When Alexander was five months old and Jane was three, I took my kids to Seattle to visit my brother and his family. I booked the travel in August of 2001 and took the trip in October of 2001. I think everyone in America knows that that trip I’d planned was very different than the trip we took.
I’d planned that my husband would walk the kids and I to the gate, and that my brother would be waiting at the other end for us. I’d planned that the double stroller and the two car seats wouldn’t be much of an issue, and that security would be perfunctory since I was a young mother with two small children.
I hadn’t planned on slinging a carseat over each shoulder and having to taste my son’s formula.
So, on the second day of the trip when Alexander was fussing endlessly, and I was rocking him while gritting my teeth, my sister in law calmly stretched her arms out and rocked my son. She rocked him for an hour. He cried for an hour. My nerves were rattled, she was impossibly calm.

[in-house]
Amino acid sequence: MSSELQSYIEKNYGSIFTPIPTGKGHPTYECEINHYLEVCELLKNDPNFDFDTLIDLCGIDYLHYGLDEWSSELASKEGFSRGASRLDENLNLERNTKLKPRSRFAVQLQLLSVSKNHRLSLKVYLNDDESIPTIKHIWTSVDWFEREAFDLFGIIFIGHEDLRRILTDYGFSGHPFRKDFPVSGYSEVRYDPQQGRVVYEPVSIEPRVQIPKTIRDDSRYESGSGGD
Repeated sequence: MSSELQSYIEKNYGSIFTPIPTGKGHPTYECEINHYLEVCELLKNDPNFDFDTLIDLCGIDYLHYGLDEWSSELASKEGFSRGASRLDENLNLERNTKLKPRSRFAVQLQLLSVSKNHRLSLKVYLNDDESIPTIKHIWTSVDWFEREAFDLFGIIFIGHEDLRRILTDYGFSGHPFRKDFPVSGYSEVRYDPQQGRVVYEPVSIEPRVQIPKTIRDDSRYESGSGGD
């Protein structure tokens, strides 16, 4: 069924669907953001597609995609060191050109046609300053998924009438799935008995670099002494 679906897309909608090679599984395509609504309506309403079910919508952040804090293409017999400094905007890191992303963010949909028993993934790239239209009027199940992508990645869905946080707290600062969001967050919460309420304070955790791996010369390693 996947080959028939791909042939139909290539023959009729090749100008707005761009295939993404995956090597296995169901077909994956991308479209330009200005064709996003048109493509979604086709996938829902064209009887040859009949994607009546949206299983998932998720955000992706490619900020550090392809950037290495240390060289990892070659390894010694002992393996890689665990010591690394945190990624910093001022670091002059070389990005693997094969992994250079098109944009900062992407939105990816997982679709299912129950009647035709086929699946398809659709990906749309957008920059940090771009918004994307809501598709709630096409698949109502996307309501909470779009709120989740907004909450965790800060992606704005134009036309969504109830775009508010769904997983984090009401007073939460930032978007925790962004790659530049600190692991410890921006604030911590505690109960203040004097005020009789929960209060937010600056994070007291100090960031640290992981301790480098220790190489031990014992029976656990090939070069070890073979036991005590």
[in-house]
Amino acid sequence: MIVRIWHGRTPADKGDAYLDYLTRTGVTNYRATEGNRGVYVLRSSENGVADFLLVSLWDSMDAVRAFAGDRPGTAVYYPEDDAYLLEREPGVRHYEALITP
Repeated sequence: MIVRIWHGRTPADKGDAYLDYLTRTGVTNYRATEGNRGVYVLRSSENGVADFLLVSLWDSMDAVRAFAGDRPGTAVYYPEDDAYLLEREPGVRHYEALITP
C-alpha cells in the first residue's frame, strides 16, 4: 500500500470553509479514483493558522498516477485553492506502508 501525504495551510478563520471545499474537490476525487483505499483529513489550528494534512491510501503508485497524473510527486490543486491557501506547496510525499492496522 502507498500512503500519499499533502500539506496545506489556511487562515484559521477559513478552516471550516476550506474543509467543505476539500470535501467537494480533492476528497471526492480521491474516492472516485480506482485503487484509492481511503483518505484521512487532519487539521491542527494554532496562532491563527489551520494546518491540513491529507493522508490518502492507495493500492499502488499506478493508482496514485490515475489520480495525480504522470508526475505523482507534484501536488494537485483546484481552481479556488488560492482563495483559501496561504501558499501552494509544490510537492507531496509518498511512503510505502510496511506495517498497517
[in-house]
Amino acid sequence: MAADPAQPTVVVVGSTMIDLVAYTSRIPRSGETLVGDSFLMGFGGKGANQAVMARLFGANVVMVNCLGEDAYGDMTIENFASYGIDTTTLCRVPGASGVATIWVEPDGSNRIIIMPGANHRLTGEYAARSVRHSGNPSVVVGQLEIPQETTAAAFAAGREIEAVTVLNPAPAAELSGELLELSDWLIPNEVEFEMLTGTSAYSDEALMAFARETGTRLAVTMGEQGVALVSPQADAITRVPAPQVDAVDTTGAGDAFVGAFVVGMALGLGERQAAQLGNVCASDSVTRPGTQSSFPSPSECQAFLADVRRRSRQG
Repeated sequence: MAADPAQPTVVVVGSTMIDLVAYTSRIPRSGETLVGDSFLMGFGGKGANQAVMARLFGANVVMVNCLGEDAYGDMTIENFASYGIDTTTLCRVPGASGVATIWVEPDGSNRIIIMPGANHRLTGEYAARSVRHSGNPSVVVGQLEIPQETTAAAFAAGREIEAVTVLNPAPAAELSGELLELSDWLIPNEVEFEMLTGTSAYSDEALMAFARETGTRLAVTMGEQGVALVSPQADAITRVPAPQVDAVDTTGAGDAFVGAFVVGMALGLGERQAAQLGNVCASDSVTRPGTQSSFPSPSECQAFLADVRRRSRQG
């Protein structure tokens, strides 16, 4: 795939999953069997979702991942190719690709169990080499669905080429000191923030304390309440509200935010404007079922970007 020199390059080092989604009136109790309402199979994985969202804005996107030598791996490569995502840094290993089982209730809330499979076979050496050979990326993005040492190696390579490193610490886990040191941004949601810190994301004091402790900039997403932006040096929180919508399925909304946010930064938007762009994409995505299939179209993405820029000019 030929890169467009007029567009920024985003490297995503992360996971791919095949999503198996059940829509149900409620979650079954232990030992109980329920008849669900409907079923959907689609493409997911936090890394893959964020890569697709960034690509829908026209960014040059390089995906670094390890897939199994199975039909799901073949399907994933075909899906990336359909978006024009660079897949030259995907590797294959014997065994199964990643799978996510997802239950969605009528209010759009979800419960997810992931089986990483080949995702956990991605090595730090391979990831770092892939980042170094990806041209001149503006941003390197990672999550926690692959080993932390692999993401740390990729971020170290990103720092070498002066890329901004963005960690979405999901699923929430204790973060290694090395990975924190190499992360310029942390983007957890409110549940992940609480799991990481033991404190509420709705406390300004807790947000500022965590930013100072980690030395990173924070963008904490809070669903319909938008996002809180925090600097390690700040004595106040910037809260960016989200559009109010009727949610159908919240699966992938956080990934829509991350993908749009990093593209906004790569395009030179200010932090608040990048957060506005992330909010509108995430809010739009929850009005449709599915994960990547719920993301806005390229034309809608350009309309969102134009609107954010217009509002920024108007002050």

So when I hear about a flight attendant taking custody of a one year old child who is being smacked, I get it. I get it on every level. I know what it’s like to reach the end of your rope, but I don’t know what it’s like to reach it without support. I’ve had family within a five minute radius since I became a mother.
The next time I see a mom at wit’s end, instead of raising my brows, perhaps I’ll be like my sister in law and raise my hand to volunteer. Because sometimes holding someone else’s crying baby is like moving mountains.